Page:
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Florida has very broad public records laws. Any written communications to or from The Florida Bar and the Florida Commission on Access to Civil Justice regarding Commission business will be considered public records, which must be made available to anyone upon request. Your e-mail communications may therefore be subject to public disclosure. Please, do not attach any confidential or sensitive information or any court records to any correspondence through this site.

Responding to the unmet legal needs of low- and moderate-income Floridians

The purpose of the Florida Commission on Access to Civil Justice is to study the remaining unmet civil legal needs of disadvantaged, low income, and moderate income Floridians. The Commission encompasses the viewpoints of multiple constituencies and stakeholders and is not limited to those of any one particular institution. The Commission considers Florida’s legal assistance delivery system as a whole, including but not limited to staffed legal aid programs, resources and support for self-represented litigants, limited scope representation, pro bono services, innovative technology solutions, and other models and potential innovations.
The Commission was originally established for a term to expire on June 30, 2016, and tasked, among other things, with making recommendations on the need for a permanent access to justice commission in Florida. In its June 30, 2016, report the Commission recommended that it be reappointed on a continuing basis, as a means to enhance its effectiveness in addressing the long-term and complex barriers that create difficulties for those Floridians seeking meaningful access to civil justice. The Supreme Court concurred with this recommendation and the Commission has been re-established as a permanent standing committee. Link to the administrative order: Order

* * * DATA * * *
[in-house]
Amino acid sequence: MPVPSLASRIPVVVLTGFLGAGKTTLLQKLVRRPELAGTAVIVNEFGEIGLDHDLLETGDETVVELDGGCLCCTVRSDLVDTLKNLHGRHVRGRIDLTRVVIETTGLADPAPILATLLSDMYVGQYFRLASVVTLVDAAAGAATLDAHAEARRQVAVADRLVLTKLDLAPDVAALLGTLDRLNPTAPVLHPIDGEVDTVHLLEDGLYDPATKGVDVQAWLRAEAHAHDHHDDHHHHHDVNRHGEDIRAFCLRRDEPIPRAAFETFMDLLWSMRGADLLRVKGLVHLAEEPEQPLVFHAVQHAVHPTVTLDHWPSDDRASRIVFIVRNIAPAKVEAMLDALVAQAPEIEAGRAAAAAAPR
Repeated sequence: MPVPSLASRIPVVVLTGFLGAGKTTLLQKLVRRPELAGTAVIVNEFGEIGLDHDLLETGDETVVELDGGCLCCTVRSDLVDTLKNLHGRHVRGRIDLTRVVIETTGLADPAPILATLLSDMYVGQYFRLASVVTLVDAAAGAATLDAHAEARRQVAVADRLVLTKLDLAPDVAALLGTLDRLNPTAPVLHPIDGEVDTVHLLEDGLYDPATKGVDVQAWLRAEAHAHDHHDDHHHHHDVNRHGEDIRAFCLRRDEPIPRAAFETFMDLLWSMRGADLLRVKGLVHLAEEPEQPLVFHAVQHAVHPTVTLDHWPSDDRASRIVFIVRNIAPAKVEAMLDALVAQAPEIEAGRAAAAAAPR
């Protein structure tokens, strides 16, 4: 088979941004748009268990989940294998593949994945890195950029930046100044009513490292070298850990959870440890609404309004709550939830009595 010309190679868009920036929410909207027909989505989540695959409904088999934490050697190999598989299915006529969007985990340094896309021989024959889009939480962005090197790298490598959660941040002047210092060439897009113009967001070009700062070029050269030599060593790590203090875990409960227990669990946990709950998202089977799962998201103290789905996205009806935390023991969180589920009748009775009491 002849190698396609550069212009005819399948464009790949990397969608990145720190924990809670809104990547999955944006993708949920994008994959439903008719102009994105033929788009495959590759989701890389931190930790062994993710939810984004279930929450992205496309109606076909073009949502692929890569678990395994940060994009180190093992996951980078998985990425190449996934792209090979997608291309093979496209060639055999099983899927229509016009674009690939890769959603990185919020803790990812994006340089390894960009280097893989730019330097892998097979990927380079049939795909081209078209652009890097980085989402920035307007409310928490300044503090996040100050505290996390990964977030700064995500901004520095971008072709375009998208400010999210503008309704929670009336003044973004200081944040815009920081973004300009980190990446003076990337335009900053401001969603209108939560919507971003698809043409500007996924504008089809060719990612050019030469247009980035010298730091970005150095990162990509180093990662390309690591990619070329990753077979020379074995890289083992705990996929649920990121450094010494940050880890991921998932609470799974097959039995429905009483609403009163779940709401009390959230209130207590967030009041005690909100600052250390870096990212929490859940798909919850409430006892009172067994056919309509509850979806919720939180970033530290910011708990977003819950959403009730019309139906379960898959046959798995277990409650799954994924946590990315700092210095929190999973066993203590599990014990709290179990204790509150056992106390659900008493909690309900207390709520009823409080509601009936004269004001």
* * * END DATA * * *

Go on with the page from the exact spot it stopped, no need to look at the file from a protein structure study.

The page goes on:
“Florida needs a coordinated effort involving all of the entities with the potential to make permanent, systemic advances to ensure that access to justice in Florida is not limited to those who can afford it. I am particularly concerned about the circumstances facing low-income litigants for whom purchasing legal representation can pose an impossible challenge, but access to civil justice is also a problem for the middle class, many of whom do not qualify for legal aid and cannot afford to hire a lawyer.” Chief Justice Jorge Labarga, Florida Supreme Court

Share your experiences accessing the civil court and self-help services in Florida’s 67 counties by submitting an anonymous Self-Represented Litigant Survey.

 

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